[Case Study]

20 Jan 2023


2 min read time

Wonder: Scaling up the Frontend Team

Berlin-based spatial video conferencing service Wonder hit the startup scene with a bang during the pandemic and reached hockey stick growth numbers. They needed to grow fast to meet demand and asked for our support.



A small three-person startup team faced major headwinds as the Corona pandemic hit back in March 2020. It was evident that their current product wouldn’t flourish in a pandemic environment. They were pre-seed and needed to pivot if they wanted to create a company that had a chance of thriving, given all the lockdowns.

They pivoted to a virtual workspace with video conferencing for remote teams called Wonder.me. They immediately attracted interest, and once word got out, they had massive user growth, and funding was guaranteed. They managed to raise a rare one million-dollar seed round, and there were high expectations to bring this platform to the world asap.


Stephane Roux



Makers’ Den helped us in a pivotal moment when scaling up. They jumped in, took control, and delivered on promises.

How we started

A lean engineering team needed to get a lot bigger fast. While hiring fast, they needed some senior hands to help them transition their codebase to one that could support a bigger engineering organization - so more people could contribute independently without stepping on each other's toes. One of the new engineering managers was acquainted with our work and referred them to us for senior full-stack React/Typescript profiles.

After the initial interviews, we were hired and started within a week. First with one developer, and adding a second within a month.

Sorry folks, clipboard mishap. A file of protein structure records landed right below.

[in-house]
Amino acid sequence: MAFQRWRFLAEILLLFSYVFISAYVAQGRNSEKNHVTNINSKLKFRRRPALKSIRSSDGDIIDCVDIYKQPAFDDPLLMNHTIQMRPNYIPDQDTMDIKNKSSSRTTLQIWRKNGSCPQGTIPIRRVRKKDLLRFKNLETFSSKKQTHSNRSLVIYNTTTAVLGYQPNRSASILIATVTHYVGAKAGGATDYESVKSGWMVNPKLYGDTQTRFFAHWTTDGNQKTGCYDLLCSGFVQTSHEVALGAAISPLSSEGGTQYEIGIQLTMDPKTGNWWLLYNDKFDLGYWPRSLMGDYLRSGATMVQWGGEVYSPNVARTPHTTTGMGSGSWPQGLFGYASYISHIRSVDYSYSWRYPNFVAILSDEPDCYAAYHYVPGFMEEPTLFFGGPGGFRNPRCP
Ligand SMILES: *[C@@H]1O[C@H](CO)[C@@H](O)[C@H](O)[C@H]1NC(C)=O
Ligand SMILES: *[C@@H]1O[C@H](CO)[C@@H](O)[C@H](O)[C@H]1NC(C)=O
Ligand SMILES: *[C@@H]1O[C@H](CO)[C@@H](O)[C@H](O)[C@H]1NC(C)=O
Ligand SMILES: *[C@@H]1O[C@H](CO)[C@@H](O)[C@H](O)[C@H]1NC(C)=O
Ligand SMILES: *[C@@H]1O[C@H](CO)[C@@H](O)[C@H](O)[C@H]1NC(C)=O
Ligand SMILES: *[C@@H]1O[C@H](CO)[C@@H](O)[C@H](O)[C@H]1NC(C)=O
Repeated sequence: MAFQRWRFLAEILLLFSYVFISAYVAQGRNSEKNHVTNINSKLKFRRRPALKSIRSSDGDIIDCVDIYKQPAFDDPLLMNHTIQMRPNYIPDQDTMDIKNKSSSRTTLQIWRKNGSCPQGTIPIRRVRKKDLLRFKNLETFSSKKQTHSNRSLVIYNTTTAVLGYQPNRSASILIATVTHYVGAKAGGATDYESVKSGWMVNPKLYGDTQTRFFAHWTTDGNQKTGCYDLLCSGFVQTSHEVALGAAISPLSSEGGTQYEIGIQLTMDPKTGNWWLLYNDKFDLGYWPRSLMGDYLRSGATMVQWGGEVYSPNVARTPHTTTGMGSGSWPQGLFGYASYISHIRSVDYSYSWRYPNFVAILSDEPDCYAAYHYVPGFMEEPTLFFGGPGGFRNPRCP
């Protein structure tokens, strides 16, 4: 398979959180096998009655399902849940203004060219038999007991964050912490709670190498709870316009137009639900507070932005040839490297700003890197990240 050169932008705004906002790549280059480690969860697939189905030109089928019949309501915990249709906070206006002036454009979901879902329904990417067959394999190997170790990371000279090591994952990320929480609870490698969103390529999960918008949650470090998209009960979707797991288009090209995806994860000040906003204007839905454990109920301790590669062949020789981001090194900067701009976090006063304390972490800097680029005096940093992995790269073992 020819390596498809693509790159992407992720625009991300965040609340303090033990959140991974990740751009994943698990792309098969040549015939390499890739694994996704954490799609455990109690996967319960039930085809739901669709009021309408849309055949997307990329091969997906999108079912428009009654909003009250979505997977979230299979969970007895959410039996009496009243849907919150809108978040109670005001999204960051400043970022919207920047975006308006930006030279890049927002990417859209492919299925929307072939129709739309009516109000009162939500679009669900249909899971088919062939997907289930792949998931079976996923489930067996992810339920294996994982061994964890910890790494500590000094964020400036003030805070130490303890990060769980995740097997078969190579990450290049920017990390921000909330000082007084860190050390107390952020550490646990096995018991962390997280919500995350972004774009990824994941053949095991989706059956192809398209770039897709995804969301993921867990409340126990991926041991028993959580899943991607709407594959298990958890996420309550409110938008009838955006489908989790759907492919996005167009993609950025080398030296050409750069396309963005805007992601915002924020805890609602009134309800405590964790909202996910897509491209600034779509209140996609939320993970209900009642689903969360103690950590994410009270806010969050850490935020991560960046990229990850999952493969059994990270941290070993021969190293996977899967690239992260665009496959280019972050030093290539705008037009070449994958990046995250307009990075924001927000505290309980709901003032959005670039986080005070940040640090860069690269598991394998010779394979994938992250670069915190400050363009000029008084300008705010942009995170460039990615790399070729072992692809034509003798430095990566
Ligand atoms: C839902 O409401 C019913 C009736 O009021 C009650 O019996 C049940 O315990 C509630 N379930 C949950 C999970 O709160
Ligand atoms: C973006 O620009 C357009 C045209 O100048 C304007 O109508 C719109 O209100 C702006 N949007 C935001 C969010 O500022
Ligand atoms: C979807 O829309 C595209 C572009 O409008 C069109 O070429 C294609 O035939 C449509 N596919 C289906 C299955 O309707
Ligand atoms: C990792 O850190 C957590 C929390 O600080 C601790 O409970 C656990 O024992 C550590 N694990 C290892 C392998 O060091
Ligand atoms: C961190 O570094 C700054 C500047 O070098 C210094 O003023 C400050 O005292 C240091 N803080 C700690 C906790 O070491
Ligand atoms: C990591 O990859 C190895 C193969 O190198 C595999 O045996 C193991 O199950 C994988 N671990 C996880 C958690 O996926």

The Tech

While the tech changed throughout the engagement, the following list of tech were mostly in use all the time.

  • Typescript - We do all our projects with Typescript. It is our bread & butter.

  • NodeJS - Whenever we do backend work, it would be NodeJS based, as are Wonder’s backends.

  • ReactJS - We are exclusively working with React for frontends.

  • Canvas - They had a custom-made “game engine” for rendering the 2d virtual space - and it was a performance-sensitive part of the code.

  • Websockets - The virtual workspace was similar to a real-time game, where any movement or messages would be instantly reflected in the clients of other users in the same space.

  • Redis - Used for caching but also broadcasting messages across multiple node processes.

  • PostgreSQL - Used for persistence.

  • AWS - Simple auto-scaling Ec2-based clusters were used for backend deployments.

How we worked together

In cases like these, we adapt to the customers’ processes. In this case, it meant joining their engineering team, their stand-ups, planning sessions, etc.

The results

After a year-long engagement, we started to cut back our involvement. They had their self-sufficient engineering organization, a codebase that supported multiple teams, and all the requisites to forge their success.


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